- Deformed leaves and new growth
- Yellowing of older leaves
- Yellowing of newer leaves
- Lightening of the green color of the plant
- Burnt appearance or browning of leaf tips
- Leaf curling
- Early leaf loss
- Chlorosis or yellowing of the leaf in between green leaf veins causing a marbled appearance
- Bud death
- Darkening of the green of the leaves
- Poor or stunted growth
- Plant death
If you observe any of these symptoms, it is important to identify the nutrient or nutrients your plant is deficient in and correct the problem right away. Monitoring your plants for nutrient deficiencies and ensuring they get enough of the food they need to grow is just as important as making sure they have enough light or water. Cannabis requires different nutrient levels depending on its stage of life. During earlier, non-flowering stages, a nutrient mix that is high in nitrogen and potassium and contains medium levels of phosphorus is best. As the plant matures and you move to the flowering stage, a low-nitrogen formula with high levels of potassium and phosphorus will produce the best results.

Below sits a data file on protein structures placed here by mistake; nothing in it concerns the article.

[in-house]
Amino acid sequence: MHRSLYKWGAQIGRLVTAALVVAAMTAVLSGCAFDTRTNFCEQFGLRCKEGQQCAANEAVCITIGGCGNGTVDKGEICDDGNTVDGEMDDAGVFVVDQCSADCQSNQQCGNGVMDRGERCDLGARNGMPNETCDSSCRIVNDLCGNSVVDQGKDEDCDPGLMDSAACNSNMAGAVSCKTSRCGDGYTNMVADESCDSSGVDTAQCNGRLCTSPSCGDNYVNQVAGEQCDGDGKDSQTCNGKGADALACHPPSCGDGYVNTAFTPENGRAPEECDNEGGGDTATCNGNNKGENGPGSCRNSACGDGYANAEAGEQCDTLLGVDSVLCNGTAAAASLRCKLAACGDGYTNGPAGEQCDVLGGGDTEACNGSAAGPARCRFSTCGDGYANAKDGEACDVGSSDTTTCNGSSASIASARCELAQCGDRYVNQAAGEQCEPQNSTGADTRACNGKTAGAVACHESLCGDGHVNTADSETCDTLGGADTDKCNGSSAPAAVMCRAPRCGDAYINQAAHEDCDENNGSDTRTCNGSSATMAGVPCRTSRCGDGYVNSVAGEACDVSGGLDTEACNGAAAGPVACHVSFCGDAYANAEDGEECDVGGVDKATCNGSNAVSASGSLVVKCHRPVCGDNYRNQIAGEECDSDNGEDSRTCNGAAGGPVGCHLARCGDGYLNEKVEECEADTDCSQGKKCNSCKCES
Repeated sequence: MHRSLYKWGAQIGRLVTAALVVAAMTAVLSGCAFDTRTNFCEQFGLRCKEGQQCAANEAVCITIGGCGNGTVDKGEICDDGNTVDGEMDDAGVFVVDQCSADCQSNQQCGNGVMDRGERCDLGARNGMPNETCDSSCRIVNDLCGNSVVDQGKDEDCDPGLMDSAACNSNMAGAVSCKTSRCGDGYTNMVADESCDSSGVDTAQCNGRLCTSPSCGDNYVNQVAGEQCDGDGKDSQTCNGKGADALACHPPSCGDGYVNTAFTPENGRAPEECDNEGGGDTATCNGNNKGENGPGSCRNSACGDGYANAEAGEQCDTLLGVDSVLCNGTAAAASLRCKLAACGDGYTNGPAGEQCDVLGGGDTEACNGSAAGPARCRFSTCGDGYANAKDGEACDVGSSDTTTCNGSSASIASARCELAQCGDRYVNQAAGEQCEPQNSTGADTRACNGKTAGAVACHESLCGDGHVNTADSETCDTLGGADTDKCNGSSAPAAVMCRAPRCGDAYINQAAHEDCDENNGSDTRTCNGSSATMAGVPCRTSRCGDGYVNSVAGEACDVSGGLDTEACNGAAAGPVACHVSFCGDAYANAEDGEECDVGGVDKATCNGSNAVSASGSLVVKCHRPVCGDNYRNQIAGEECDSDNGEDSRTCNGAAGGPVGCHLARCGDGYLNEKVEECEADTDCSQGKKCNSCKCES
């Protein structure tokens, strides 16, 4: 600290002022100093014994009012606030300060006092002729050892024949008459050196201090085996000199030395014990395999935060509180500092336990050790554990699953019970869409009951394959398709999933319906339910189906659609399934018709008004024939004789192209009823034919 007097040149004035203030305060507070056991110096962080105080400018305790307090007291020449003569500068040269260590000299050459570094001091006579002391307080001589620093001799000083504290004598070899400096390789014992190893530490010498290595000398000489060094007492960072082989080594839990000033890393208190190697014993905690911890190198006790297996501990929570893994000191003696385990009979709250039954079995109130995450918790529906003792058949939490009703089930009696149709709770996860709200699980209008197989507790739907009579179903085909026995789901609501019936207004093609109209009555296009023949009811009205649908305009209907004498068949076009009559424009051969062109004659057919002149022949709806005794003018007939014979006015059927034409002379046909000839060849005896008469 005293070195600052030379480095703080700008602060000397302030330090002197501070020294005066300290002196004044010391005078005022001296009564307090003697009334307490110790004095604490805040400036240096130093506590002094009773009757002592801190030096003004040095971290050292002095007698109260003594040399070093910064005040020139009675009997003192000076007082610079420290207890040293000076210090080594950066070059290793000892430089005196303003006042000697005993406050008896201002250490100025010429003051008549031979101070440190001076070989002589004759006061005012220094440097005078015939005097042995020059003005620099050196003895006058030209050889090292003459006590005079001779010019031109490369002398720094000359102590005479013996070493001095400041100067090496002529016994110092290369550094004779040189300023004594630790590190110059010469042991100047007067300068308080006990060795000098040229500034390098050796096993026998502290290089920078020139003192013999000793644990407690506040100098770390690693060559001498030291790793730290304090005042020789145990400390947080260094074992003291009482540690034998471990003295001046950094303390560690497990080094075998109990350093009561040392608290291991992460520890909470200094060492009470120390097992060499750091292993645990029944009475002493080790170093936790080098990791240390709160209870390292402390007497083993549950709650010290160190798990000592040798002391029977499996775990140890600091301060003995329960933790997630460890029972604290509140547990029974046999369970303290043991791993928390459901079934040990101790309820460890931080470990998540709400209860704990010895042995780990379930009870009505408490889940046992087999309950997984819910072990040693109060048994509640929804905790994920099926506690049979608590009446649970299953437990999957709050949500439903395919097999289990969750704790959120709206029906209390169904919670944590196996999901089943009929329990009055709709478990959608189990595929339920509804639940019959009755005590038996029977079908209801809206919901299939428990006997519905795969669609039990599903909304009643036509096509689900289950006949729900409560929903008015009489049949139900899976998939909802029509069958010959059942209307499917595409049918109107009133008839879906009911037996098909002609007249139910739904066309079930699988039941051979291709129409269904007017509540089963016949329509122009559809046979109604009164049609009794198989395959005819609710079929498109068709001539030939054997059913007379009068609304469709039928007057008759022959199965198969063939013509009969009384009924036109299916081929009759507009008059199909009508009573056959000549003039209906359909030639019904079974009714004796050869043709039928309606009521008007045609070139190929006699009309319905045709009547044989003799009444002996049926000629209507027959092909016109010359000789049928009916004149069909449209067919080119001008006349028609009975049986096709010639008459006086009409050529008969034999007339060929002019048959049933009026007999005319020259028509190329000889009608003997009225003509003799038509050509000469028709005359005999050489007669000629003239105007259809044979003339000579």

Harvesting Your Crop
As you approach harvest and your plants enter their flowering stage, they will be able to tolerate brighter light and will bulk up considerably. This is also the time where their signature smell becomes the most noticeable. If you observe any male plants you missed earlier, destroy them at this time, so they do not turn your females to seed before the harvest. If you have a few stray male flowers that appear on your female plant, just pinch them off. Depending on your preference, you can harvest your buds beginning as soon as the red or orange pistil hairs begin to grow. Some individuals prefer early buds, while others prefer theirs be harvested later in the cycle. If you are not sure which you prefer, begin by harvesting some of the buds from the plant in the earlier stages and leaving some for later harvesting. It is possible to continue harvesting only the ready buds from the plant, extending the production cycle of the plant for a few weeks.
With these handy instructions, you have the information you need to grow healthy, high-yield cannabis plants indoors or outdoors. Do not let a setback stop you from pursuing your marijuana gardening. Growing any plant requires patience and attention to detail. As you get more familiar with the process, it will become easier, and you will find greater success. Seasoned growers can all tell of a time things did not go as planned, but the more you grow, the more comfortable you will become with understanding what your plant needs and how to get it to produce its best for you.